Today was a hard day. I hardly write about the hard days...they aren't as much fun and I rather soon forget them asap. But they happen. They happen when we're cranky and have had too much time together. They happen when we don't get our way and our stubborn Taurus instinct rears its nefarious head. They happen for no reason at all. But man, do.they.happen.
We've been off since the 21st, Garrett and I. And we've left the house maybe twice. Why feel the need to always be somewhere, go places, when there's plenty to do at home and now, with all the snow, plenty to do outside? But cabin fever has set in, and I think he's sick of me. How do I know? Because of the incessant asking for Daddy every five minutes.
Anyway, earlier today I had a moment that I've read countless times in some expert baby site that a parent (particularly emotionally frayed mom's) should never ever do in front of their tot...and that is show an emotion other than an even-keeled, cool, calm, and collected self. I bawled. I don't even remember what triggered it. Oh wait, yes I do. I wanted to drink my coffee, savoring the delicious warmth, while watching my favorite Sunday morning show, CBS Sunday Morning, curled on the couch with a kitty or two, while my playful tot sat quietly nearby entertaining himself. I haven't been able to watch it in ages. Someone else wanted, no, demanded that he watch Sesame Street. But he doesn't say Sesame Street, he says "I want Cook!" because Cookie Monster is his idol. And the demand kept getting louder, more whiny and bossy. And admittedly, something inside me just snapped and I started to cry. No crocodile tears from this gal. I'm talking full-on sobs, wracking through my whole self, and once I started, I couldn't stop. Briefly, though, in a split second of clarity, I do remember thinking to myself "Oh no! I'm scarring him for life by letting him see me react and cry!" Yeah, right.
And sometime during this spectacle, he got up, gathered his three favorite loveys (two Pooh bears and a well-worn Giraffe), and quietly brought them over. He sat them next to me, got up on the couch, and put his arm around me, lightly patting my shoulder. Then, I heard the softest "Hi, Momma". Of course this only made me cry harder. I peeked at him through a glaze of salty tears and he was smiling at me. I melted in my already slushy pool of despair. (For those wondering, Daddy was at work, and missed this delightful display of self-pity.)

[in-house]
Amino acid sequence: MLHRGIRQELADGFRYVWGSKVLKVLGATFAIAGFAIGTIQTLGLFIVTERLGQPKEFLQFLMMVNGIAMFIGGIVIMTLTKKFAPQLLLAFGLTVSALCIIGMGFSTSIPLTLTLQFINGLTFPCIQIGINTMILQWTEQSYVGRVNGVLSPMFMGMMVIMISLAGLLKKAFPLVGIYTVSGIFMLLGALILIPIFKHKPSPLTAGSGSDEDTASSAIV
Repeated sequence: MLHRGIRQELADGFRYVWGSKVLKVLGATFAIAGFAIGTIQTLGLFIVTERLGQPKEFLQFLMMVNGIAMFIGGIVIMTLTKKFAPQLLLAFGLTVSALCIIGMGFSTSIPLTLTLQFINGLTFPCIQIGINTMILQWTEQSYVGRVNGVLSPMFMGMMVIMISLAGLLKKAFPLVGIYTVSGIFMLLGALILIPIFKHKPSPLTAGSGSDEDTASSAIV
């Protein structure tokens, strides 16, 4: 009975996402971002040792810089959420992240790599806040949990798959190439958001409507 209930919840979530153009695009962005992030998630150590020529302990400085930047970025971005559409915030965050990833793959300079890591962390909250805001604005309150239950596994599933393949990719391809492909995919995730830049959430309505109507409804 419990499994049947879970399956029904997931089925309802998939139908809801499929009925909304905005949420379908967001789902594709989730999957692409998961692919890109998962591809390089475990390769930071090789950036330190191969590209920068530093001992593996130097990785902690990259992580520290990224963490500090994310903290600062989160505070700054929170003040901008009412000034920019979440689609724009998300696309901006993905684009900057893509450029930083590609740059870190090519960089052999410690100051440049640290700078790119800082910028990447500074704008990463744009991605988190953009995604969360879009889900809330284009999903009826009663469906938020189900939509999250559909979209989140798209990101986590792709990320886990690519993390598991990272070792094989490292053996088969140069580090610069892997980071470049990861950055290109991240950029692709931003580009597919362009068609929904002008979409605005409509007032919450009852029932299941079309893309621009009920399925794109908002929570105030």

Somehow I was able to compose myself, smile pathetically back at him, and gave him a hug. Or rather, he hugged me and I just sort of clung to him. Who's the needy one now?
Later, as we were watching "Cook", and he was standing there, counting along, singing by heart to his (and mine!) favorite skit of the number 4 with Feist , I reached a little perspective. These moments, like the early days of sleepless newbornhood, are fleeting. These tantrums, moods, demands, etc. are all part of toddlerdom, the terrible two's so to speak...and one day, when he's grown up and living his own life, and mom is feeling blue once again, he probably won't be around to share his stuffies with me or pat me on the back with his precious little hand.
Savor it! Relish it! As a wise friend mentioned recently, these moments are but a tiny blip in the long line of things we will go through and experience with our children. And in the grandest scheme of things, it's really not that bad.
So on the eve of New Year's eve...while it's been a hard day, my wish is that the year ahead is filled with more recognizable precious moments, and less arduous ones.